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Loaded: Gang wars: Loaded

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Loaded: Loaded: Gang wars

5:05 /

The Internet giants choose sides in the Microsoft and Yahoo rumble. See who is involved and on which team. Baseball is in full swing but are the bats? Learn about the physics of the All-American sport. And HD-DVD owners, Amazon has some sympathy for you too, find out how to get some dough back.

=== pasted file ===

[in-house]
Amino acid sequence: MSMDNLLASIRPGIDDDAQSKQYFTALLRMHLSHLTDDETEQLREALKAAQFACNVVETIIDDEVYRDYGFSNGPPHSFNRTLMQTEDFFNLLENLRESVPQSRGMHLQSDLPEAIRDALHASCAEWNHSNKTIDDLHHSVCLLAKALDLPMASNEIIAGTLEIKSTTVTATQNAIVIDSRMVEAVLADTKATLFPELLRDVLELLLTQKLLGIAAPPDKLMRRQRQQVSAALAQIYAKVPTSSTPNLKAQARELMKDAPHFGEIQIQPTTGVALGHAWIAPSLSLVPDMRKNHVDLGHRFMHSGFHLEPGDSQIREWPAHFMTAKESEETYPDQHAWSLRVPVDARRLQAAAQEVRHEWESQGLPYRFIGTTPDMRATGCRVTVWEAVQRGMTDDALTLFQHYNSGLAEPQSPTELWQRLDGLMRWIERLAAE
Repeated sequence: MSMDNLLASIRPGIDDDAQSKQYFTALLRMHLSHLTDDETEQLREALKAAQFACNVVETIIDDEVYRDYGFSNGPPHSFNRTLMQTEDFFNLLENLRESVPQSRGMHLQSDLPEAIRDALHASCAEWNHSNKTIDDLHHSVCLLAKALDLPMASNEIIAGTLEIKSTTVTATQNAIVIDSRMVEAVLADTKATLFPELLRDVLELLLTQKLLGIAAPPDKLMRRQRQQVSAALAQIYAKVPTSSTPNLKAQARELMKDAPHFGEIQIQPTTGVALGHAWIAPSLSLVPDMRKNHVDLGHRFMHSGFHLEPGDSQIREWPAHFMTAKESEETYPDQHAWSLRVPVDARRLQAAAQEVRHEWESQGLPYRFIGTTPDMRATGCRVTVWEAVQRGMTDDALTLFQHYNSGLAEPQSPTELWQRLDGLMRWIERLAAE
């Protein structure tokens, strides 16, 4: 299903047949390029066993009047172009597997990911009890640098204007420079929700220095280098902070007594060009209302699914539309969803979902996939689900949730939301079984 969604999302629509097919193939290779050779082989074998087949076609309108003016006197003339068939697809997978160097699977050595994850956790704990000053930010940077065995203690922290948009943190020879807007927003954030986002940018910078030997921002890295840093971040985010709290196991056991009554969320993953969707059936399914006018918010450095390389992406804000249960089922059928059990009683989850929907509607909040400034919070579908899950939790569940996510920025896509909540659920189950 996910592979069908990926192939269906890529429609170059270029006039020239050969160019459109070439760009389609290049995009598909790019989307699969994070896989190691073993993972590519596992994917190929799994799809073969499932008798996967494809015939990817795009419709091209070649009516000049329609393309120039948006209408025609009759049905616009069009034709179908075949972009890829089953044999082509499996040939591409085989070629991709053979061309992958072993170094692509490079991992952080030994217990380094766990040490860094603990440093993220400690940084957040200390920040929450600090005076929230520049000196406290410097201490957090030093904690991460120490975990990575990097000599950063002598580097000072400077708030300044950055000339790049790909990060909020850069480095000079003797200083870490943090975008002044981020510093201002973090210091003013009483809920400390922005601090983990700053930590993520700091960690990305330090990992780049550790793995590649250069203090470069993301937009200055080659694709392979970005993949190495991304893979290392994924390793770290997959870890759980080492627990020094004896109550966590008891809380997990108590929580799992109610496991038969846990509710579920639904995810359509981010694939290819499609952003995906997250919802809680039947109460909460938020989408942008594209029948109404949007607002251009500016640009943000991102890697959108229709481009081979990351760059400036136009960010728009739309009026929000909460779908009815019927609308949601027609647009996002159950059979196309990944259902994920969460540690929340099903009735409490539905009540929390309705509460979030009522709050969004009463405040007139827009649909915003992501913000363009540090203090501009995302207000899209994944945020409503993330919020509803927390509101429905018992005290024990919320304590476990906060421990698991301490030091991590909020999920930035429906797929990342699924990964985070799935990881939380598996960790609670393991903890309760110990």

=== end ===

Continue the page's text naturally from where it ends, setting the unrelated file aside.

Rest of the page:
>> Microsoft and Yahoo start a gang war. Amazon shows some HD-DVD sympathy and the physics of home-run hitting. It's Thursday, April 10, I'm Natali Del Conte and it's time to get loaded. ^M00:00:11 [ Music ] ^M00:00:13 >> This Yahoo-Microsoft thing is turning into an epic battle that seems to involve every big Internet giant now. The two opposing teams are Yahoo, Google and AOL versus Microsoft and News Corp. So allow me to sum up. Yahoo announced that it will be doubling in Google's add sense to see if they can make some money outsourcing contextual search advertising. This is a trial run that will last two weeks and only affect 3% of Yahoo searches in the US. Microsoft shot back with a statement that in essence said, we don't like this, we're not backing down. Then the Wall Street Journal reported that Yahoo was in advance talks with Time-Warner to fold the company into AOL. [Inaudible], but then the New York Times reported that News Corp maybe joining Microsoft on the off fence. It's all pretty exhausting, but to be clear this is a lot of hoopla and talks, so nothing is for sure until the proverbial fat lady sings. I for one cannot wait for her to sing. Office Depot joins the ever growing lists of companies going green. The Office Depot green line up of products includes typical office supplies, such as recycled content copy paper, notepads, file folders and envelops, but also includes new energy efficient light bulbs and remanufactured in-can toner cartridges. The company will also be offering the line of recycled chairs and furniture manufactured with less chemicals. All these will launch on April 22, which is Earth Day. ^M00:01:32 [ Music ] ^M00:01:33 >> Baseball season is in full swing, although it's been pretty painful for me, so far as a Giant's fan. Recently Kara Tsuboi went to the other side of the base to visit the Oakland Ace, where baseball is not quite as depressing. She talked to the experts about the physics of hitting home runs. Take a look. ^M00:01:49 [ Music ] ^M00:01:51 >> Hey there, I'm Kara Tsuboi, CNET News.com. When it comes to baseball, there's a lot more going on than just see the ball hit the ball. There's some real physics behind the way a pitcher throws or batter bats. We've got all the signs broken down for you. Connecting with that ball on the right part of your bat, known as the sweet spot can make the difference between winning and losing the game. Can you show us on your bat like where you wanna hit the ball? >> I wanna hit the ball in this area right here. >> And it's like, seriously, like a two-inch range for you. >> Probably I'll go with that. >> And that could sit it over the ball. >> Yeah. >> Hopefully. >> Hopefully. >> To find that sweet spot, Scientist Paul Doherty from San Francisco's Exploratorium said, you first need to identify the point of mass on the bat. >> And if you just put both hands under a baseball bat moving together. They will automatically, end up right under what physicists call the center of mass. >> Hitting the ball at the tip of the bat or too close to the handle could give you a blooper and seriously sting your hands. >> Here's the sweet spot, there goes three, two, one. That handle just drops straight down. What that means is that in your hands, it doesn't jump forward or back. Action and reaction in physics says, when you throw air down the ball gets thrown up, so you can make a fat -- a rising fast ball. You can make a curve ball based on how you spin the ball. As the ball is spinning, the seams interact with the air around the ball. As this one spins, one seam, two seams as it travels. If I were to do it this way, I got one, two, three, four seams, as it spins. ^M00:03:25 [ Sound effects ] ^M00:03:26 >> To watch Kara's full report, head on over to News.com. Your presentation is now working Google Presentations or in PowerPoint. Google Docs added the ability to save your presentations as a PPT files, which means you can open it up in PowerPoint. Previously, a presentation that was born in Google Docs stayed in Google Docs. Now, it's portable on and off line, which is useful because only Google's text editors work with Google Gears for now. This is a nice new feature, but remember that Zoho and Microsoft Office Live Workspace both already do this. The BBC's iPlayers gonna make its living room debut in England. In a few months, the iPlayer will work with the Wii's Opera browser in the UK only. The BBC says that they have [inaudible] the iPlayer for the Wii, but it will be a stand alone application in the Wii menu, so you can go straight to it rather than navigating the browser window. If Google did this, you could consider getting rid of your cable provider and just paying your Internet bill to watch TV. Do you think people will really permanently switch to online TV from regular set top cable though, tell me what you think, loaded@CNET.com. A little more sympathy for HD-DVD owners, Amazon will now give a $50 credit to anyone who bought an HD-DVD Player after February 23 of this year. We reported earlier this year that Best Buy is doing the same, and yesterday we mentioned that Wal-Mart is giving full refunds. If you didn't buy yours from anyone of these retailers, I recommend you either sit tight, see if your store does the same or at least recycle it. Don't put it in the land field. Those are your headlines for today and that wraps up your week of getting loaded, but be sure to tune-in to CNET TV tomorrow for your weekly wrap up with the Buzz Report. I'm Natali Del Conte, and you've just been loaded. ^M00:05:01 [ Music ]